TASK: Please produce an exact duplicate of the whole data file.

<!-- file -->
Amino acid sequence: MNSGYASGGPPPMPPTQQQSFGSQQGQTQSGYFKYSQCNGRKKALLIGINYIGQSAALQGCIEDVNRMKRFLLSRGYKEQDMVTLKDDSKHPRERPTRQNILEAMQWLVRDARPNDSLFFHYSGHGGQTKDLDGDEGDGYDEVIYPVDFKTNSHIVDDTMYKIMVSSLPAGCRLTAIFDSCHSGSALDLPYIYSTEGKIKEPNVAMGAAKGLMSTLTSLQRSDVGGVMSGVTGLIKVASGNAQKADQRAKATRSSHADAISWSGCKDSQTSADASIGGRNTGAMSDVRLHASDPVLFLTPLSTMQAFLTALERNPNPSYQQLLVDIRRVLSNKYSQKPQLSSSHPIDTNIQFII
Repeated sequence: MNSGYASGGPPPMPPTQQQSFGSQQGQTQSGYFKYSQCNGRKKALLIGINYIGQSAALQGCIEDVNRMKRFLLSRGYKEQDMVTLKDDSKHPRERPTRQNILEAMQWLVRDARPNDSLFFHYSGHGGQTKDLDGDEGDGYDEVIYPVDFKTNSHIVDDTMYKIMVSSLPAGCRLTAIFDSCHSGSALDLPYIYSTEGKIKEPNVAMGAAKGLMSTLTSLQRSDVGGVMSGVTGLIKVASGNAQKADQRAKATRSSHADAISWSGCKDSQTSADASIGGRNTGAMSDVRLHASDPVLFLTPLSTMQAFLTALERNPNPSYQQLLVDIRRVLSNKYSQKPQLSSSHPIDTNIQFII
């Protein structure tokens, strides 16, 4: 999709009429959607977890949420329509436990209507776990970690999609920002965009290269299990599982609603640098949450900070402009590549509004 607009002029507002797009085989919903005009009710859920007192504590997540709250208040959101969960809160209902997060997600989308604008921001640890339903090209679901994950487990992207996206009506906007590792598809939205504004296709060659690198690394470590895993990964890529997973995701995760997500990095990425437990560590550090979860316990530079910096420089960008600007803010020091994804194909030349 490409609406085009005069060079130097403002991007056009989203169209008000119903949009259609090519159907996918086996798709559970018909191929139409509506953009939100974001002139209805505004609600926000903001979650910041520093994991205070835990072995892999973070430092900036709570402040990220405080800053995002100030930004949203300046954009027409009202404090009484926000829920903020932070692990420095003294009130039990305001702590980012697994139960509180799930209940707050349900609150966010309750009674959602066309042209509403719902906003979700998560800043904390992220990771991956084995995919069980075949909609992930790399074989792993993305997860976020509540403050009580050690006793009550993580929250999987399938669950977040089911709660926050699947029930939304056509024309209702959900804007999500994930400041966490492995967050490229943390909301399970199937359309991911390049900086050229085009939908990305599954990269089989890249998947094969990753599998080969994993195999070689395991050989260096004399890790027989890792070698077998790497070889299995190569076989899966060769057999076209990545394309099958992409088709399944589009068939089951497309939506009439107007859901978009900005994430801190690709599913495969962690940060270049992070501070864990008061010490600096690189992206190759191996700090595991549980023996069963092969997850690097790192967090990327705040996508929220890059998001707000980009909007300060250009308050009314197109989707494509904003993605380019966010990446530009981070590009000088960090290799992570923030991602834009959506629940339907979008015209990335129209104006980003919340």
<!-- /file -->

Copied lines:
Amino acid sequence: MNSGYASGGPPPMPPTQQQSFGSQQGQTQSGYFKYSQCNGRKKALLIGINYIGQSAALQGCIEDVNRMKRFLLSRGYKEQDMVTLKDDSKHPRERPTRQNILEAMQWLVRDARPNDSLFFHYSGHGGQTKDLDGDEGDGYDEVIYPVDFKTNSHIVDDTMYKIMVSSLPAGCRLTAIFDSCHSGSALDLPYIYSTEGKIKEPNVAMGAAKGLMSTLTSLQRSDVGGVMSGVTGLIKVASGNAQKADQRAKATRSSHADAISWSGCKDSQTSADASIGGRNTGAMSDVRLHASDPVLFLTPLSTMQAFLTALERNPNPSYQQLLVDIRRVLSNKYSQKPQLSSSHPIDTNIQFII
Repeated sequence: MNSGYASGGPPPMPPTQQQSFGSQQGQTQSGYFKYSQCNGRKKALLIGINYIGQSAALQGCIEDVNRMKRFLLSRGYKEQDMVTLKDDSKHPRERPTRQNILEAMQWLVRDARPNDSLFFHYSGHGGQTKDLDGDEGDGYDEVIYPVDFKTNSHIVDDTMYKIMVSSLPAGCRLTAIFDSCHSGSALDLPYIYSTEGKIKEPNVAMGAAKGLMSTLTSLQRSDVGGVMSGVTGLIKVASGNAQKADQRAKATRSSHADAISWSGCKDSQTSADASIGGRNTGAMSDVRLHASDPVLFLTPLSTMQAFLTALERNPNPSYQQLLVDIRRVLSNKYSQKPQLSSSHPIDTNIQFII
């Protein structure tokens, strides 16, 4: 999709009429959607977890949420329509436990209507776990970690999609920002965009290269299990599982609603640098949450900070402009590549509004 607009002029507002797009085989919903005009009710859920007192504590997540709250208040959101969960809160209902997060997600989308604008921001640890339903090209679901994950487990992207996206009506906007590792598809939205504004296709060659690198690394470590895993990964890529997973995701995760997500990095990425437990560590550090979860316990530079910096420089960008600007803010020091994804194909030349 490409609406085009005069060079130097403002991007056009989203169209008000119903949009259609090519159907996918086996798709559970018909191929139409509506953009939100974001002139209805505004609600926000903001979650910041520093994991205070835990072995892999973070430092900036709570402040990220405080800053995002100030930004949203300046954009027409009202404090009484926000829920903020932070692990420095003294009130039990305001702590980012697994139960509180799930209940707050349900609150966010309750009674959602066309042209509403719902906003979700998560800043904390992220990771991956084995995919069980075949909609992930790399074989792993993305997860976020509540403050009580050690006793009550993580929250999987399938669950977040089911709660926050699947029930939304056509024309209702959900804007999500994930400041966490492995967050490229943390909301399970199937359309991911390049900086050229085009939908990305599954990269089989890249998947094969990753599998080969994993195999070689395991050989260096004399890790027989890792070698077998790497070889299995190569076989899966060769057999076209990545394309099958992409088709399944589009068939089951497309939506009439107007859901978009900005994430801190690709599913495969962690940060270049992070501070864990008061010490600096690189992206190759191996700090595991549980023996069963092969997850690097790192967090990327705040996508929220890059998001707000980009909007300060250009308050009314197109989707494509904003993605380019966010990446530009981070590009000088960090290799992570923030991602834009959506629940339907979008015209990335129209104006980003919340």